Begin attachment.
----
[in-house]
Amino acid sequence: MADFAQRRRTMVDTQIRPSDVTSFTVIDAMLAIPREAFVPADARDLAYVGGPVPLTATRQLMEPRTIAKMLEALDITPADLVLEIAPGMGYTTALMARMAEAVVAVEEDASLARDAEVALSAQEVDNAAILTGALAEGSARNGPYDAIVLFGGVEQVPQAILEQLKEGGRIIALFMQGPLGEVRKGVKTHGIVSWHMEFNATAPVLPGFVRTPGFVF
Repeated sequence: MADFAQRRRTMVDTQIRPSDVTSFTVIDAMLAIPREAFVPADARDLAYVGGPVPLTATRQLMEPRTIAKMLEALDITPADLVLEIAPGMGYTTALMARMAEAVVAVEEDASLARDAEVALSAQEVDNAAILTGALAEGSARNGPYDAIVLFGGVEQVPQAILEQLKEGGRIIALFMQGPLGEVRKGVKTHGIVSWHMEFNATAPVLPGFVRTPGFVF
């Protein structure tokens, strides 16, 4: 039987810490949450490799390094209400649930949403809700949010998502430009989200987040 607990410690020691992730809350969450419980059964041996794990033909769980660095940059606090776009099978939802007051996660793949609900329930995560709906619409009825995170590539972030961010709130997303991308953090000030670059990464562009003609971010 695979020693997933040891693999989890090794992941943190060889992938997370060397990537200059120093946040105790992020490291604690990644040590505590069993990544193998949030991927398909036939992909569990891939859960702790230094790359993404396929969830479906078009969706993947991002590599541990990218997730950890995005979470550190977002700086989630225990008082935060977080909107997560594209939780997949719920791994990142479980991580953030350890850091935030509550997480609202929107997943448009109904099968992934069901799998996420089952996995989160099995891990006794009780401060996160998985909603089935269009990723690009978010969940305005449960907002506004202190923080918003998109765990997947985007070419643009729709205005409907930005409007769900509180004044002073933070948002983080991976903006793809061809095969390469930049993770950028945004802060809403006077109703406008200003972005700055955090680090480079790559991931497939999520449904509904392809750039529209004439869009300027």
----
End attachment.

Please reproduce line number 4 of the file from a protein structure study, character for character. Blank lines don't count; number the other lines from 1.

């Protein structure tokens, strides 16, 4: 039987810490949450490799390094209400649930949403809700949010998502430009989200987040 607990410690020691992730809350969450419980059964041996794990033909769980660095940059606090776009099978939802007051996660793949609900329930995560709906619409009825995170590539972030961010709130997303991308953090000030670059990464562009003609971010 695979020693997933040891693999989890090794992941943190060889992938997370060397990537200059120093946040105790992020490291604690990644040590505590069993990544193998949030991927398909036939992909569990891939859960702790230094790359993404396929969830479906078009969706993947991002590599541990990218997730950890995005979470550190977002700086989630225990008082935060977080909107997560594209939780997949719920791994990142479980991580953030350890850091935030509550997480609202929107997943448009109904099968992934069901799998996420089952996995989160099995891990006794009780401060996160998985909603089935269009990723690009978010969940305005449960907002506004202190923080918003998109765990997947985007070419643009729709205005409907930005409007769900509180004044002073933070948002983080991976903006793809061809095969390469930049993770950028945004802060809403006077109703406008200003972005700055955090680090480079790559991931497939999520449904509904392809750039529209004439869009300027």